Hospice care is prescribed to a patient who is no longer expected to live for more than six months. With hospice care, patients can live the rest of their remaining time focusing on their loved ones and everything that eases their pain. Their physical, social, emotional, and spiritual well-being will be taken care of. It is not a facility. Rather, it is a type of care that can be done anywhere the patient calls home.
Based on what was stated, hospice care is basically for the terminally ill patient who has no chances of recovering. However, it looks like there is still hope, after all. It is reported that nearly 1 in 5 hospice care patients survives and gets discharged.
Though the actual rate varies from one organization to another, it undeniably gives hope to many patients and their loved ones. If you’re interested in serenity hospice care, you can find their website here.
How Hospice Care is Done
Hospice care includes palliative care to relieve pain and symptoms, rather than traditional curative measures. It uses a more comfortable and dignified approach in treating patients so that they can focus on more important aspects of their well-being. Nursing home and other assisted living facilities can provide hospice care, but usually, it is done in the patient’s home. This enables the patient to be surrounded by family and loved ones in an environment they’re most familiar with. There is no age restriction in hospice care. Anyone in the late stages of their life is eligible for it.
A team of professionals will be facilitating the care for the patient. This includes the patient’s physician, a hospice doctor, registered nurses, licensed practical nurses, a counselor, therapist, and social workers, to name a few. The hospice team develops a care plan specifically tailored for a patient’s needs. Palliative drugs, therapies, and medical supplies and equipment will be provided for. The hospice team also has staff on-call 24 hours a day, seven days a week.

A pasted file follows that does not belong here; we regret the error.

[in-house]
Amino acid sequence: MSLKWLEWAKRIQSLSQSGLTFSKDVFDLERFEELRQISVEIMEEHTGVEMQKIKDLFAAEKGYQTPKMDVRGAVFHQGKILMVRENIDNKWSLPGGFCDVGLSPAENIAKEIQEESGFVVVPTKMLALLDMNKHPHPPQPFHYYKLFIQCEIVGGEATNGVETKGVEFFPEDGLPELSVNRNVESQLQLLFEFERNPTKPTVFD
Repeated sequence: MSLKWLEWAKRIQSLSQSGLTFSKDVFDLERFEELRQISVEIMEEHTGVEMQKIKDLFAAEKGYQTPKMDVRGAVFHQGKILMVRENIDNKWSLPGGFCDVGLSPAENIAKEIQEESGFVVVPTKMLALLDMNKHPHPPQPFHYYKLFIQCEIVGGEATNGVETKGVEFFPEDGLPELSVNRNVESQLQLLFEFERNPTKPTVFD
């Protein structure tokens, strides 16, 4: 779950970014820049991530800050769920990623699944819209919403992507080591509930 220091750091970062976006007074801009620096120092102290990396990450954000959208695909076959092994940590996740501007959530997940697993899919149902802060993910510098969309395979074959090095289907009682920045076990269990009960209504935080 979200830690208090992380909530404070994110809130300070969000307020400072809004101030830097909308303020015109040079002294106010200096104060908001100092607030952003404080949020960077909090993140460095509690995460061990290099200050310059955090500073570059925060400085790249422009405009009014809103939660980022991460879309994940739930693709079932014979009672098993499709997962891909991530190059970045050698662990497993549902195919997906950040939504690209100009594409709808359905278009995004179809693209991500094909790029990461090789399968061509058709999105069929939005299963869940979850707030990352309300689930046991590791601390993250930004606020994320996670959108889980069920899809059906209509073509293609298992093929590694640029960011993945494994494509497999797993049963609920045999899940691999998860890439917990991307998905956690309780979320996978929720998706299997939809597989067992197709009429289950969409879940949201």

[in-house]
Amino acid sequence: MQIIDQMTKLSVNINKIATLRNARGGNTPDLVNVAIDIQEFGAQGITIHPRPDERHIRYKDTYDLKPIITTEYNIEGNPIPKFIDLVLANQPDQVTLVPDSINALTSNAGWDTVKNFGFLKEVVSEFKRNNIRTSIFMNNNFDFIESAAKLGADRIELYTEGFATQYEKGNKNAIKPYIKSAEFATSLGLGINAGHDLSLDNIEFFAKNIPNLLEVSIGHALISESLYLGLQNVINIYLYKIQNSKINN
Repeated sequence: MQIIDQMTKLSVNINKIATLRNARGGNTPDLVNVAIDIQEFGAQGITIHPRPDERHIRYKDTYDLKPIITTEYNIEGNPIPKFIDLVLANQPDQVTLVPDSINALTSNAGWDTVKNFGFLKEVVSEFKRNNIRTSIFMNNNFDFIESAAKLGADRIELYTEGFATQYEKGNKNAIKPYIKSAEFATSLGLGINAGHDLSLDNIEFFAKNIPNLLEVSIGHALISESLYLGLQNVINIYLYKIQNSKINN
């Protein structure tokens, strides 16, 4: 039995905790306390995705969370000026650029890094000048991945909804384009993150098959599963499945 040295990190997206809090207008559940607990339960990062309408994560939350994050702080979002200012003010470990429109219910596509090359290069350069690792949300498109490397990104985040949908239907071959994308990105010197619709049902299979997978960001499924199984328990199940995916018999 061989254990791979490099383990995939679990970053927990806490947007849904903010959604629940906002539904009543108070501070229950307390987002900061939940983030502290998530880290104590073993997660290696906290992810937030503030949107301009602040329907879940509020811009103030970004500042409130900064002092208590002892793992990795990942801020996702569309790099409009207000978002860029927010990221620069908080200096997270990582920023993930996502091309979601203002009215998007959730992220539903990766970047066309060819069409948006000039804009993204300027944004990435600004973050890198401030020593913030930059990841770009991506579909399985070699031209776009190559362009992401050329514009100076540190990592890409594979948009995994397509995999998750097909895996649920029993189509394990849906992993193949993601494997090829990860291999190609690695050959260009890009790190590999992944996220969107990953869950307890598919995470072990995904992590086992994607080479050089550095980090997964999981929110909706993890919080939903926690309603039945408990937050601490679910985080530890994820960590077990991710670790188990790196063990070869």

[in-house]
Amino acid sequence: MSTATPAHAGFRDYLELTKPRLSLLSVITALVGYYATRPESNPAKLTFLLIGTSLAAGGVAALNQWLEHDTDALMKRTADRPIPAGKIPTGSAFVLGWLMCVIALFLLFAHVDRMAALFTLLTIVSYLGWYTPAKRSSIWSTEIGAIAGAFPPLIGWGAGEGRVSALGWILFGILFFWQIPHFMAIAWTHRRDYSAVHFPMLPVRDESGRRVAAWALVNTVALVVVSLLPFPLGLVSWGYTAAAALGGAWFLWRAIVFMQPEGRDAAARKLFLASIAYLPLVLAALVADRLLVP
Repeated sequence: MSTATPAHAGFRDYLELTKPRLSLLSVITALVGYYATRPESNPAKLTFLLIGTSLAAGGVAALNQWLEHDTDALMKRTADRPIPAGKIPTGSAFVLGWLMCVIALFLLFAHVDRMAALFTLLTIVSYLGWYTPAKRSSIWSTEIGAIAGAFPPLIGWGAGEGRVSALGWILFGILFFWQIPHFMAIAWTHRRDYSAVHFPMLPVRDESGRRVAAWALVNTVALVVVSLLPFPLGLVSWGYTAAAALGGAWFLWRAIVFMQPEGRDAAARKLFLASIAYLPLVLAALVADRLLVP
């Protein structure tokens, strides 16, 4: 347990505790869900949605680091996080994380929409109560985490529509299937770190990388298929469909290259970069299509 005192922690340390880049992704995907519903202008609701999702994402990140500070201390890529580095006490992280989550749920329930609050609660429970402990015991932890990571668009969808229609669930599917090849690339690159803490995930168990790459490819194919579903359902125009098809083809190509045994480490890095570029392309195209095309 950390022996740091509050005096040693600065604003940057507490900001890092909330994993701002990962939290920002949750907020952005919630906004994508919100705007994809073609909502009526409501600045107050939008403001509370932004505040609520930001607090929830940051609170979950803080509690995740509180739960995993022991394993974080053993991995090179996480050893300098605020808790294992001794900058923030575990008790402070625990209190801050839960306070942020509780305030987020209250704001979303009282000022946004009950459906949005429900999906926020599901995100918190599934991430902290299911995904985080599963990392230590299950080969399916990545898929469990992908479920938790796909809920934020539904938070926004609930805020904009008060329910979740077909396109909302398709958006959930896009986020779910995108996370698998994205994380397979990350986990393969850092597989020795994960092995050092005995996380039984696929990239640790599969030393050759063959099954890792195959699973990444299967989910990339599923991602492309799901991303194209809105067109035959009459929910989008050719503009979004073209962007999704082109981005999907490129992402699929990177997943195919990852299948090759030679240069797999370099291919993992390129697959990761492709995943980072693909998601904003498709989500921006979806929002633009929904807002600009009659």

The patient’s loved ones will also be given care through grief counseling. Hospice providers know how a terminal illness of a person takes a toll on their loved one’s emotions. Moreover, the patient will also be provided with emotional and spiritual support according to their wishes, beliefs, and needs.
Patients Getting Discharged
Government reports reveal that the median rate of hospice patients discharged while still alive has steadily risen since 2000, peaking at 2012 and 2013 with nearly 1 in 5 patients. However, the rate is declining recently, but there’s a silver lining.
For-profit hospices are seen to have higher rates of discharge. Medicare pays the bills for most hospice care patients, costing the government around $15 billion a year. This, however, generated some controversy on the end of hospice providers, because federal regulators have questioned them if they admit patients that aren’t actually at the late stages of their lives to make a profit.
Dr. Joe Rotella, chief medical officer for the American Academy of Hospice and Palliative Medicine, says that the reason for discharges is patients with conditions like Alzheimer’s disease or Parkinson’s disease, both of which tend not to follow a predictable course.
Furthermore, in defense of hospice care, senior vice president for communications and policy at the National Hospice and Palliative Care Organization, John Keyserling says that hospice communities don’t support any association between profit margins and clinical decision-making. Keyserling also added that his biggest worry are those patients who could have been helped by hospice care way earlier, but only brought to them as a “crisis care.”
Considering the high discharge rates, hospice care shouldn’t be seen as a last resort. When patients become eligible for it, they should be provided with such care as soon as possible. It could be the way to extend their lives, and if not, you’d know that your loved one can live the rest of their lives to the fullest.